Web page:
Rick Pitino has a new book out titled "Rebound Rules."
I've not read it yet (though I plan to over the holiday weekend), but found some excerpts online, including this one in which Coach Pitino describes how his UK team came back from a 31-point deficit at LSU in 1994:
"One thing you must do in the face of adversity is to be honest with yourself, and with the people you're trying to lead. Acknowledge the difficult spot you're in and commence digging out of it. Don't point fingers, don't recriminate, and don't make excuses. Stay positive and get to work.
The grand scheme at that very moment wasn't to emerge with a victory at night's end; looking that far ahead would have blurred our focus on the gradual progress that comprises every comeback.
The goal was to get within 20 points as quickly as possible. To do that, we concentrated on three things: using our press to create turnovers, fouling the two shaky free throw shooters LSU had on the floor, and getting high-percentage shots.
All three worked, and the turnaround actually happened faster than expected. In about five minutes of clock time, we'd shockingly chopped the deficit from 31 to 14. Our frantic style of play helped -- speeding up the game and increasing the possessions for both teams gave us more chances to rally.
Stubbornly, we kept whittling away at LSU's lead, as the celebrating crowd turned more and more nervous. Every timeout Tigers' coach Dale Brown called in an attempt to slow our momentum actually raised our spirits. We knew we had them rattled; we knew we had a chance.
Walter McCarty dropped in a three-point shot with 19 seconds left and we took the lead, 96-95, and went on to win 99-95. To this day, it remains the biggest comeback in college basketball history on the road.
The game quickly became known nationwide as the Mardi Gras Miracle. It was certainly memorable, but it was no miracle. It didn't take divine intervention to win that game; it took an unbreakable optimism, and a plan for coming back.
[Comebacks begin] with positive energy on the floor, on the bench, and in the team huddles.
They began with a belief that things would get better if we persevered through adversity, trusted each other and worked together.
They began with a conviction that consistent effort, even against long odds, inevitably would turn the tide. They began with a reliance on the fundamentals that made us a successful team to begin with, and we didn't desert them in a crisis.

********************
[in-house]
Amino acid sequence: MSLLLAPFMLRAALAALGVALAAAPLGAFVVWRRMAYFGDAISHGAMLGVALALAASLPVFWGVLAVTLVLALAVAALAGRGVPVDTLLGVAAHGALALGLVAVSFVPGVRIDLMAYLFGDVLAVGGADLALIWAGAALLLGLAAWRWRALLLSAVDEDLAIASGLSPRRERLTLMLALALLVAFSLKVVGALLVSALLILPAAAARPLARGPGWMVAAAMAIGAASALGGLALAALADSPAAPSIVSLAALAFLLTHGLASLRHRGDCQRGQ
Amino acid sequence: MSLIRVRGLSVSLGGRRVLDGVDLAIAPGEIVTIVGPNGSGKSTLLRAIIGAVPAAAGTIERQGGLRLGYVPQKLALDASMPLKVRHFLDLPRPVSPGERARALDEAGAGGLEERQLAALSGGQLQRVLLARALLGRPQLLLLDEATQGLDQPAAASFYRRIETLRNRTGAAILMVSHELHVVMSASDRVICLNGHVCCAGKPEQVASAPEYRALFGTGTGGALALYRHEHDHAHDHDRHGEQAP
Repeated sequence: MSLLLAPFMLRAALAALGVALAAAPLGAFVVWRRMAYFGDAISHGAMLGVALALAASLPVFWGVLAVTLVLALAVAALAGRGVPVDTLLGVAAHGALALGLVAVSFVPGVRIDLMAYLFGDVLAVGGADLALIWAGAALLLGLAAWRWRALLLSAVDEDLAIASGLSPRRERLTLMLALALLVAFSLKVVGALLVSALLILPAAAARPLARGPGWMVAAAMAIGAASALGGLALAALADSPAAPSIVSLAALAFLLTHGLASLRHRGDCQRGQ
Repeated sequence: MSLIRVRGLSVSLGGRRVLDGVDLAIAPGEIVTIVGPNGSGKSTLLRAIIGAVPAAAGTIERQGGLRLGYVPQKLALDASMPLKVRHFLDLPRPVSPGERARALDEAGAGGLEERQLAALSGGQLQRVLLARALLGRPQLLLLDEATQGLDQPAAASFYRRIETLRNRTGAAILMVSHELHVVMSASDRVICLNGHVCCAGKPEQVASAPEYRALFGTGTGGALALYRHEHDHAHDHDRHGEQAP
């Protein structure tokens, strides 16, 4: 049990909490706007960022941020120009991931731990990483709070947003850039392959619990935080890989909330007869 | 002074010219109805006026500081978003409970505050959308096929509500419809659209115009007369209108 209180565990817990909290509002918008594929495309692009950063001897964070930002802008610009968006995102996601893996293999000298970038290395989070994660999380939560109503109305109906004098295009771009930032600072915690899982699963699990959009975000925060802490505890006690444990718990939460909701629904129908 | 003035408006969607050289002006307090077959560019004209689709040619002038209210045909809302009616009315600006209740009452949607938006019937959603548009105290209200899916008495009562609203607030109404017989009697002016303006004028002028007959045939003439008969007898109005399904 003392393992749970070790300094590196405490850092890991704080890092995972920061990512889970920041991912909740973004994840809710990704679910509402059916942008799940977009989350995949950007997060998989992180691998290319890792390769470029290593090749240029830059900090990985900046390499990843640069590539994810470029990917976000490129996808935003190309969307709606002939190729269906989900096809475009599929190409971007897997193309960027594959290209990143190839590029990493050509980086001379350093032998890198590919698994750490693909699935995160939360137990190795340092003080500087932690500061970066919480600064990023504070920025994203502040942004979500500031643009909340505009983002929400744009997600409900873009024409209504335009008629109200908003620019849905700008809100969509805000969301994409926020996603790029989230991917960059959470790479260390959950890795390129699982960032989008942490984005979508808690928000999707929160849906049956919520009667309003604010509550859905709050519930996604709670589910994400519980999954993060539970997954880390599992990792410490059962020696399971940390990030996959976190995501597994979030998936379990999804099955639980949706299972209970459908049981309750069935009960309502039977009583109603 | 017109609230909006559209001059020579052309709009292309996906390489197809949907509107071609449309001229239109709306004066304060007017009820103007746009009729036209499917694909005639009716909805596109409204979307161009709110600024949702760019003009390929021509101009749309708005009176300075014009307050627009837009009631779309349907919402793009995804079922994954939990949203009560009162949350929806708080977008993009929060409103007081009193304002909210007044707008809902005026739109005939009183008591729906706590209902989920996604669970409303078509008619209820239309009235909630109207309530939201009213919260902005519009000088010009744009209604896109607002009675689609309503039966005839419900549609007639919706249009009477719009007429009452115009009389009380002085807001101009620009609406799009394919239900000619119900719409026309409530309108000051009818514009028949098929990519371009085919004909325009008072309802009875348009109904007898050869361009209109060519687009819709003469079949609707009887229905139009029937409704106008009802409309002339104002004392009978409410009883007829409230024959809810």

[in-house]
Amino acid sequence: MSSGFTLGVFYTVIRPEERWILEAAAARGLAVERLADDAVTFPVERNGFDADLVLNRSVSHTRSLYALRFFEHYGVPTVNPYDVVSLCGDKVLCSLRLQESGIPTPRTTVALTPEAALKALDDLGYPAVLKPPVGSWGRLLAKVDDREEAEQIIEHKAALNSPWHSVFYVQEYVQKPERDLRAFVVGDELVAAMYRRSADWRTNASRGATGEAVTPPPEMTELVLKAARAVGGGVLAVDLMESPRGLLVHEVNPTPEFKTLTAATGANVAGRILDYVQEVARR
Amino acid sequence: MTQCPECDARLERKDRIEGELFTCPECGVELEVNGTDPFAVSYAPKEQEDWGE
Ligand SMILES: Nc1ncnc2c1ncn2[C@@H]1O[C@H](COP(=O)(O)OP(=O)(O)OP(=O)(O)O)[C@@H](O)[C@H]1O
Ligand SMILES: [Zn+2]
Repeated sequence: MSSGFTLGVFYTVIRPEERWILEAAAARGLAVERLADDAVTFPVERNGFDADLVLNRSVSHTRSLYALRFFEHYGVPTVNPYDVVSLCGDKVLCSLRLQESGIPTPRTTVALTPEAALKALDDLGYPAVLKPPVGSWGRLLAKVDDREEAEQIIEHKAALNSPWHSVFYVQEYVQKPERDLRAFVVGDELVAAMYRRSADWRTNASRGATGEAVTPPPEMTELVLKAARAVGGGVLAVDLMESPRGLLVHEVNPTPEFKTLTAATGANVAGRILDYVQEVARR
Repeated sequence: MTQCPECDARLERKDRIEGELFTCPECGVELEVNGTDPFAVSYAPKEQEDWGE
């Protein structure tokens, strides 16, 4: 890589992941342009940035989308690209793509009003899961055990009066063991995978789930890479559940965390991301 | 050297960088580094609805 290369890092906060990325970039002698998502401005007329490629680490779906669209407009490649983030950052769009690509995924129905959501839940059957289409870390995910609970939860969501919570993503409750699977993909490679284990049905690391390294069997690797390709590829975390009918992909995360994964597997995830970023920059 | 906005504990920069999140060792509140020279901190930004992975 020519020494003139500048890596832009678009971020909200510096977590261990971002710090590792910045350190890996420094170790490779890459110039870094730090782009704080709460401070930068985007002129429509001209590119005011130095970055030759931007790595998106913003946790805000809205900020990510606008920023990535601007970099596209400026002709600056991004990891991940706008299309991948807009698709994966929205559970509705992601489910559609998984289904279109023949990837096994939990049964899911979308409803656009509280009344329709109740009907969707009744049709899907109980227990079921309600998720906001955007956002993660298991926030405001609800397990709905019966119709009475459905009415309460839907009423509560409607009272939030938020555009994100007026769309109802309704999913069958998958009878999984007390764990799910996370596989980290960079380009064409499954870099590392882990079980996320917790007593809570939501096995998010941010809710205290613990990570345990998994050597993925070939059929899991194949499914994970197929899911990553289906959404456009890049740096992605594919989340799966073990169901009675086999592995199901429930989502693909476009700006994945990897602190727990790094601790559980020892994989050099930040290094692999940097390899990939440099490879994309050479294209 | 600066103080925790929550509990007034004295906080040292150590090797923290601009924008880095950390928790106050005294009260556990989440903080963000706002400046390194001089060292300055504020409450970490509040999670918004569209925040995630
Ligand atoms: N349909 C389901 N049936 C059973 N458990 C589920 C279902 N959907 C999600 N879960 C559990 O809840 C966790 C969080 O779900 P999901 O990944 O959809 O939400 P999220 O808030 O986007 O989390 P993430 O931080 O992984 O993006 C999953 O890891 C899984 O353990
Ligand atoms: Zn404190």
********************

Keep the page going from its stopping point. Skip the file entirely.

They began with a single good play, and a certainty that one good play would lead to another and another and another until the deficit was gone and the game was won.
The most important thing I did in the course of those comebacks was to build my players' self- esteem. Don't tear them down for the mistakes that got the team in those holes to begin with; build them up to the point where they felt capable of making the plays that would result in victory.
There have been times when I've not been as positive with my teams during games. I have succumbed to the frustration of the moment and filled the huddle with negative energy, telling them, 'This is what you deserve because you practiced poorly.'
There certainly is a time for constructive criticism and even an outright tail chewing, but it's generally not when you're trying to rally people to redouble their efforts and perform at a higher level. That deprives your team of the hope that it can come back in adverse situations.
When it comes to team dynamics -- on a basketball court or in a corporate setting -- maintaining a positive atmosphere is crucial. Being relentlessly positive can be the only way to come back and defeat towering negativity.
Nobody goes through life without setbacks and struggles, some of them significant enough to cause you to doubt everything you believe in. You might be fired. You might face serious illness for you or your family. You might have a major financial setback, face an ethical dilemma, or find yourself starting over later in life. You might see a lifetime goal disintegrate, leaving you in a place you never imagined when plotting out your career path.
Will you have a gameplan in place to make your comeback?
You should, because the comeback is a classic American trait: We are a second-chance people. The story of the United States was not written by people who were handed everything. It was written by people reinventing their lives after encountering adversity -- by immigrants and cast-offs from foreign lands who took a leap of faith to make a new start in a new land.
After my job ended with the Celtics, I had to pull myself out of a crater by rediscovering what I call my PHD -- my passion, my hunger, and my drive. I had to quit beating up on myself and elevate the self-esteem that I always have tried to keep so high in my players. It was time for me to coach myself.
As difficult as it was going through those things, I've emerged as a wiser and happier person. I wouldn't wish some of those moments on anyone, but they've been learning experiences that will shape the later stages of my career and my life after basketball.
My perspective now is totally different. Basketball is my passion, but not my life. Helping my players, family members, and friends achieve happiness counts more than the final score of any game.
Being confronted with adversity -- in sports, in business, in any walk of life -- can happen more often than anyone wants to admit. It will test you in ways most of us have never contemplated. Having a plan to deal with it can make your comeback a great one."